What's this? Another holiday? Yes, on June 17, 2021, President Joe Biden signed into law the Juneteenth National Independence Day Act, and with that, Juneteenth is now a federal holiday;
What is Juneteenth you may be asking? June 19th, or Juneteenth, as it is commonly known, is the commemoration of the freeing of slaves. Now, while it's true that President Lincoln freed the slaves in his Emancipation Proclamation in 1862, not all slaves were set free by the January 1st deadline set forth in the Proclamation. the word.. His proclamation stated that on January 1st, 1863 all slaves were to be made free. However, for a couple of reasons this is not what happened. One reason is that some slave masters withheld the news of the freedoms brought about by the Proclamation. Another reason is that there were insufficient troops available to enforce the tenets of the Proclamation. Thus, some people remained enslaved.
So why June 19? What is the significance of that date? Well, in June of 1865, some two and a half years since the Emancipation Proclamation, Federal troops were sent to Galveston, Texas to help with enforcement of the nation’s stance on slavery. On June 19, General Order No.3, which was read in various locations across the city, announced that all slaves were free. The Order reads in part:
"The people of Texas are informed that, in accordance with a proclamation from the Executive of the United States, all slaves are free. This involves an absolute equality of personal rights and rights of property, between former masters and slaves and the connection heretofore existing between them, becomes that between employer and hired labor..."
The reading of this order, no doubt, sparked an air of thankfulness and celebration that would be present for years to come
Texans celebrated the first Juneteenth on June 19, 1866, the one year anniversary of the reading of the order that let them know they were free. They held events such as parades, cookouts, and prayer gatherings. Over the years, celebrations spread throughout the country. But in 1980, Texas became the first state to declare Juneteenth a state holiday. Many states eventually followed suit, with several recognizing Juneteenth as a holiday long before President Biden decided to make Juneteenth a federal holiday. Juneteenth is the first federal holiday enacted since Martin Luther King Day became a federal holiday in 1986.
What does marking Juneteenth as a federal holiday mean to the African-American public and to the country as a whole? Well, General Order No. 3, mentioned above, makes a strong promise of equality. Yet, these days we, as members of this country, are still battling inequality, racism, and unfairness. While making Juneteenth a holiday can not cure those things, it is a step in the right direction. It helps America acknowledge that it has a past that needs to be owned up to so that it can move forward.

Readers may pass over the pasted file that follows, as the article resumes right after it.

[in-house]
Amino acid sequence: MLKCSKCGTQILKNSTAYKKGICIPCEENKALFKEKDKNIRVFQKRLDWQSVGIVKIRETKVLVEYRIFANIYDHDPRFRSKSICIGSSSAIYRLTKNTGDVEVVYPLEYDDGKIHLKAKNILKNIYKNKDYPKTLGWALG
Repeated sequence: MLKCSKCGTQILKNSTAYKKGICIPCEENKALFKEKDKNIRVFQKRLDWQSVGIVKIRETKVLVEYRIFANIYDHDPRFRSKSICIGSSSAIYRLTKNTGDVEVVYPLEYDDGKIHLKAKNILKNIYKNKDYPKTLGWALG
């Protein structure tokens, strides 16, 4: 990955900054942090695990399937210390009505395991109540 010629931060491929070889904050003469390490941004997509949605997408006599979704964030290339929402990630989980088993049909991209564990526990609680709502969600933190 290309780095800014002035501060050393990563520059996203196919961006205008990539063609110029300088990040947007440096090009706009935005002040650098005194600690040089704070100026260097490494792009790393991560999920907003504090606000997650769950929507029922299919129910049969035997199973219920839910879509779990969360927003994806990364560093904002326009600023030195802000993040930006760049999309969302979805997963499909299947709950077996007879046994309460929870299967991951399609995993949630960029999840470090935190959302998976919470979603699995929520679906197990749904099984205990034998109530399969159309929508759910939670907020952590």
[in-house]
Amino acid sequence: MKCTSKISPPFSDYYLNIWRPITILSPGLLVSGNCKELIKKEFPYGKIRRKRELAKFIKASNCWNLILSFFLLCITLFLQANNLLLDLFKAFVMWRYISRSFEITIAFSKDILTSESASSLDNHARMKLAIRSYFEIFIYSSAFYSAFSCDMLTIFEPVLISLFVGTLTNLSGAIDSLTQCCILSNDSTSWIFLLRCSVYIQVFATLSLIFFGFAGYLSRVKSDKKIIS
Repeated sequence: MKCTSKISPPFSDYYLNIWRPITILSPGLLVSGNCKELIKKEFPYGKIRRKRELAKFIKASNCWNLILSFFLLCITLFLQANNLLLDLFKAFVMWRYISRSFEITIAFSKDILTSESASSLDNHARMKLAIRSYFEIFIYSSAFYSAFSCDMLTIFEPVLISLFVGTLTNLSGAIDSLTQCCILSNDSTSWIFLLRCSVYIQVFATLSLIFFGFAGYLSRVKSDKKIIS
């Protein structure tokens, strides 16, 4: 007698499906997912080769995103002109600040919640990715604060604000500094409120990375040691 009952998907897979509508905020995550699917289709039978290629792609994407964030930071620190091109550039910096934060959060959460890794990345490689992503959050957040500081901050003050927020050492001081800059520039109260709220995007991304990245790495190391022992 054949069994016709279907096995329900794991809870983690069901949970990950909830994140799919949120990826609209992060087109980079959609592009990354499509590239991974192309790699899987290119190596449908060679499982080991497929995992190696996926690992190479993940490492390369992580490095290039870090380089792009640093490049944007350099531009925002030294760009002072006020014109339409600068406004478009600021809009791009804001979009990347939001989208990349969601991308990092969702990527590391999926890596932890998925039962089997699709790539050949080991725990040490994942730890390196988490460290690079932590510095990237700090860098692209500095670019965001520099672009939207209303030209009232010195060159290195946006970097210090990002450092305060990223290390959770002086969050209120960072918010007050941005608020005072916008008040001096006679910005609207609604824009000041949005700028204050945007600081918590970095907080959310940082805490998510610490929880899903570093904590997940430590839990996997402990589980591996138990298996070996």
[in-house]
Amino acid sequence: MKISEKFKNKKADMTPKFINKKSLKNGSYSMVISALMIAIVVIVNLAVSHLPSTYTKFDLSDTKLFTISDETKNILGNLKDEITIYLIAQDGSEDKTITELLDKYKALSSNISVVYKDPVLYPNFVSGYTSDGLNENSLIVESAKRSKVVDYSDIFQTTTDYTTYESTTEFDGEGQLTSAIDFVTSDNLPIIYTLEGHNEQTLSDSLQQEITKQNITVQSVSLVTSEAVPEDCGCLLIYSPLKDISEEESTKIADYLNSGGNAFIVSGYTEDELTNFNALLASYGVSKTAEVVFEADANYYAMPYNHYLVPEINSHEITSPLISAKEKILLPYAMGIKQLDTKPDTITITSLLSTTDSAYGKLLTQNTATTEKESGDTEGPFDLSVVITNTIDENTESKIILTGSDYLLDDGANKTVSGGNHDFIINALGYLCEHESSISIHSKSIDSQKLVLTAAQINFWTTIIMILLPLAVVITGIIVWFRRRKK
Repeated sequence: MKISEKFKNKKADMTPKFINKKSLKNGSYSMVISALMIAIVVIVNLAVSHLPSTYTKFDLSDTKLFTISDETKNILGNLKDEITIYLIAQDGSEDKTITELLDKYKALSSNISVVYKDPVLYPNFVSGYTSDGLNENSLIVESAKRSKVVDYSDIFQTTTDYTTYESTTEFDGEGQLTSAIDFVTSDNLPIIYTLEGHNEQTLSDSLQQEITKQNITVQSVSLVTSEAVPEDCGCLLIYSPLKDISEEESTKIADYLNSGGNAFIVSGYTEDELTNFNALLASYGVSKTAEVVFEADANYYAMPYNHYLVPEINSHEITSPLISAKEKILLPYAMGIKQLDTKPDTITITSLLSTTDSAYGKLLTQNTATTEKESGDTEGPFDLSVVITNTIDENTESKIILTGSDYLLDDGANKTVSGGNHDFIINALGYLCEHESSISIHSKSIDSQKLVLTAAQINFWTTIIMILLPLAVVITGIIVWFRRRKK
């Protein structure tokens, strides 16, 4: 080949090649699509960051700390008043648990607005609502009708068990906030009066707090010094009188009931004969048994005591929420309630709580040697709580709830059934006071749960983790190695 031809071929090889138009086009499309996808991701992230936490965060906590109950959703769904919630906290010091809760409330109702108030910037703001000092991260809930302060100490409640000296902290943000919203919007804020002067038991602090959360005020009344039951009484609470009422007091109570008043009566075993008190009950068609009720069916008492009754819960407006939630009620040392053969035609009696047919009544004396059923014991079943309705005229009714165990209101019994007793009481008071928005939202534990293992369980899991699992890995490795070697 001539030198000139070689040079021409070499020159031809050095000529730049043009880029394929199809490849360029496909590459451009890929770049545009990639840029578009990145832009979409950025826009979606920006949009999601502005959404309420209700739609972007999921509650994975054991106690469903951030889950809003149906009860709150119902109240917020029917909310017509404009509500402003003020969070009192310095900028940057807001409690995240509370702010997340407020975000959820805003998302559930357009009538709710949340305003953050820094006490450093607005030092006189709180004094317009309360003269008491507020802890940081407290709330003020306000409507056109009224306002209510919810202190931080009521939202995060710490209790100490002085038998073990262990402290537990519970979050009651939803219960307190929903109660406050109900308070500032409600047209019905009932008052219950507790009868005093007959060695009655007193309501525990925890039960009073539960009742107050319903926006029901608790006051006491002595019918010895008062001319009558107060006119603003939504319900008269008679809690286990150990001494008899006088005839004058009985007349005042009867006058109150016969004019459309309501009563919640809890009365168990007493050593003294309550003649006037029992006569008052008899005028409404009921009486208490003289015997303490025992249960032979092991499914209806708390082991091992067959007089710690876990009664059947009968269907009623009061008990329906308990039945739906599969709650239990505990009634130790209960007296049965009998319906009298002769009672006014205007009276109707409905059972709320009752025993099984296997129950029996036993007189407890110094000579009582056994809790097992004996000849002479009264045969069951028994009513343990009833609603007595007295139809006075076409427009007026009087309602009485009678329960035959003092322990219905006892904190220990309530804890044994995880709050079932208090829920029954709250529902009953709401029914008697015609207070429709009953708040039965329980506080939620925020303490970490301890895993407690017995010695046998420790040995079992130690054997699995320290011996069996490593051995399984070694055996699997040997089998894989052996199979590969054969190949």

This country has a background in slavery that can not be erased. The effects of slavery have lingered and continue to linger in our everyday lives. We have, in our history, stories of people like Emmitt Till, who was beaten brutally for supposedly flirting with a white woman. Presently, we are focused on stories of people like George Floyd, who lost his life at the hands of a white police officer. In fact, we are all waiting to see if Congress will pass the George Floyd Justice in Policing Act.
This Act would be another great step toward acknowledging the problems of America and working to address tham. While we wait for Congress to vote on the George Floyd Justice in Policing Act, we can at least revel in the fact that, for the Juneteenth National Independence Day Act, the vote was nearly unanimous, with all voting for it in the Senate, and a 415 to 14 vote in the House of Representatives.
President Joe Biden said during the signing of the Juneteenth National Independence Day Act, "I’m especially pleased that we showed the nation that we can come together as Democrats and Republicans to commemorate this day with the overwhelming bipartisan support of the Congress. I hope this is the beginning of a change in the way we deal with one another."
President Biden also indicated that he believed his signing of the Act was a great accomplishment for him and his presidency. And indeed it is a great accomplishment to see this day in our history acknowledged in such an important way.
Now, you may not have had time to get ready to celebrate Juneteenth this year. After all, the Act was signed into law just two days before the actual Juneteenth date. But now you have nearly a year to prepare for it. You can check out sites on the web to find out how people traditionally celebrate Juneteenth. Maybe your city hosts activities, or maybe you can host your own. But whatever you do, think about how the slaves must have felt on that date, June 19, 1865. Think about what freedom meant to them then, and about how far we as a people have come, and how far we still have to go.
What’s this? Another holiday? To Juneteenth, I say, yes, yes, yes!
Written by Sharon S. Johnson